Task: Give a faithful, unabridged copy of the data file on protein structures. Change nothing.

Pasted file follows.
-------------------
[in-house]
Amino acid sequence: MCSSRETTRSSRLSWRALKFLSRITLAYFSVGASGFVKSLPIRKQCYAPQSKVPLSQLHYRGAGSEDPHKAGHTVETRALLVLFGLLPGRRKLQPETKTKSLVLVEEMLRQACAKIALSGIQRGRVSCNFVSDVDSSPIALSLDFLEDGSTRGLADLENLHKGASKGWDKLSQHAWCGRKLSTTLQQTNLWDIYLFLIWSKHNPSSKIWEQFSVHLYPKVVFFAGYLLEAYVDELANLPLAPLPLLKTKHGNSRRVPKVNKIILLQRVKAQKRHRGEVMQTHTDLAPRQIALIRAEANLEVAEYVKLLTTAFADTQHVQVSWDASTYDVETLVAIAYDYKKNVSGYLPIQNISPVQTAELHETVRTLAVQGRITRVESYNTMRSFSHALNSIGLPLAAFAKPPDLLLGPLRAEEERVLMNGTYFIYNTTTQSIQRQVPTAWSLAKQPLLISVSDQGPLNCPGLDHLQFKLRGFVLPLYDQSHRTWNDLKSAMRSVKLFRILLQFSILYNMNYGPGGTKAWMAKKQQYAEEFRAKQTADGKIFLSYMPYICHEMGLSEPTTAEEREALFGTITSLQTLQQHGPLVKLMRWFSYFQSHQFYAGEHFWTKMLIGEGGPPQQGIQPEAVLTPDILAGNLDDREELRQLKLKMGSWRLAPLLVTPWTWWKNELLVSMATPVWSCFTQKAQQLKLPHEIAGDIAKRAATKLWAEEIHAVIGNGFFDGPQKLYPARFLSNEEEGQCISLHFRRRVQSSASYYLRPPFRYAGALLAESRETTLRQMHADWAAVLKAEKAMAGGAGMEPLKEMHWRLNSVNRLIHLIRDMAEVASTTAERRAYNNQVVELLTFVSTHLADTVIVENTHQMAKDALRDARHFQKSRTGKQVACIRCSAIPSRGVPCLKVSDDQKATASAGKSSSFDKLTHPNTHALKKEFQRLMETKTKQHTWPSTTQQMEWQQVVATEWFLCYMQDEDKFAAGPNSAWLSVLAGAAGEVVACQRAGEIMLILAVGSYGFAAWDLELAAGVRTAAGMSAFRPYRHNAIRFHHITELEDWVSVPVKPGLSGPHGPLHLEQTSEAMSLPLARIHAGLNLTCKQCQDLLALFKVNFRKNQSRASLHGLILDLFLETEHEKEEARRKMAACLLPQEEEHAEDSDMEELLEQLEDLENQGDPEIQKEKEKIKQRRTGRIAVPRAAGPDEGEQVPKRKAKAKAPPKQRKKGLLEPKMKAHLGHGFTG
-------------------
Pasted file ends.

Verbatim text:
[in-house]
Amino acid sequence: MCSSRETTRSSRLSWRALKFLSRITLAYFSVGASGFVKSLPIRKQCYAPQSKVPLSQLHYRGAGSEDPHKAGHTVETRALLVLFGLLPGRRKLQPETKTKSLVLVEEMLRQACAKIALSGIQRGRVSCNFVSDVDSSPIALSLDFLEDGSTRGLADLENLHKGASKGWDKLSQHAWCGRKLSTTLQQTNLWDIYLFLIWSKHNPSSKIWEQFSVHLYPKVVFFAGYLLEAYVDELANLPLAPLPLLKTKHGNSRRVPKVNKIILLQRVKAQKRHRGEVMQTHTDLAPRQIALIRAEANLEVAEYVKLLTTAFADTQHVQVSWDASTYDVETLVAIAYDYKKNVSGYLPIQNISPVQTAELHETVRTLAVQGRITRVESYNTMRSFSHALNSIGLPLAAFAKPPDLLLGPLRAEEERVLMNGTYFIYNTTTQSIQRQVPTAWSLAKQPLLISVSDQGPLNCPGLDHLQFKLRGFVLPLYDQSHRTWNDLKSAMRSVKLFRILLQFSILYNMNYGPGGTKAWMAKKQQYAEEFRAKQTADGKIFLSYMPYICHEMGLSEPTTAEEREALFGTITSLQTLQQHGPLVKLMRWFSYFQSHQFYAGEHFWTKMLIGEGGPPQQGIQPEAVLTPDILAGNLDDREELRQLKLKMGSWRLAPLLVTPWTWWKNELLVSMATPVWSCFTQKAQQLKLPHEIAGDIAKRAATKLWAEEIHAVIGNGFFDGPQKLYPARFLSNEEEGQCISLHFRRRVQSSASYYLRPPFRYAGALLAESRETTLRQMHADWAAVLKAEKAMAGGAGMEPLKEMHWRLNSVNRLIHLIRDMAEVASTTAERRAYNNQVVELLTFVSTHLADTVIVENTHQMAKDALRDARHFQKSRTGKQVACIRCSAIPSRGVPCLKVSDDQKATASAGKSSSFDKLTHPNTHALKKEFQRLMETKTKQHTWPSTTQQMEWQQVVATEWFLCYMQDEDKFAAGPNSAWLSVLAGAAGEVVACQRAGEIMLILAVGSYGFAAWDLELAAGVRTAAGMSAFRPYRHNAIRFHHITELEDWVSVPVKPGLSGPHGPLHLEQTSEAMSLPLARIHAGLNLTCKQCQDLLALFKVNFRKNQSRASLHGLILDLFLETEHEKEEARRKMAACLLPQEEEHAEDSDMEELLEQLEDLENQGDPEIQKEKEKIKQRRTGRIAVPRAAGPDEGEQVPKRKAKAKAPPKQRKKGLLEPKMKAHLGHGFTG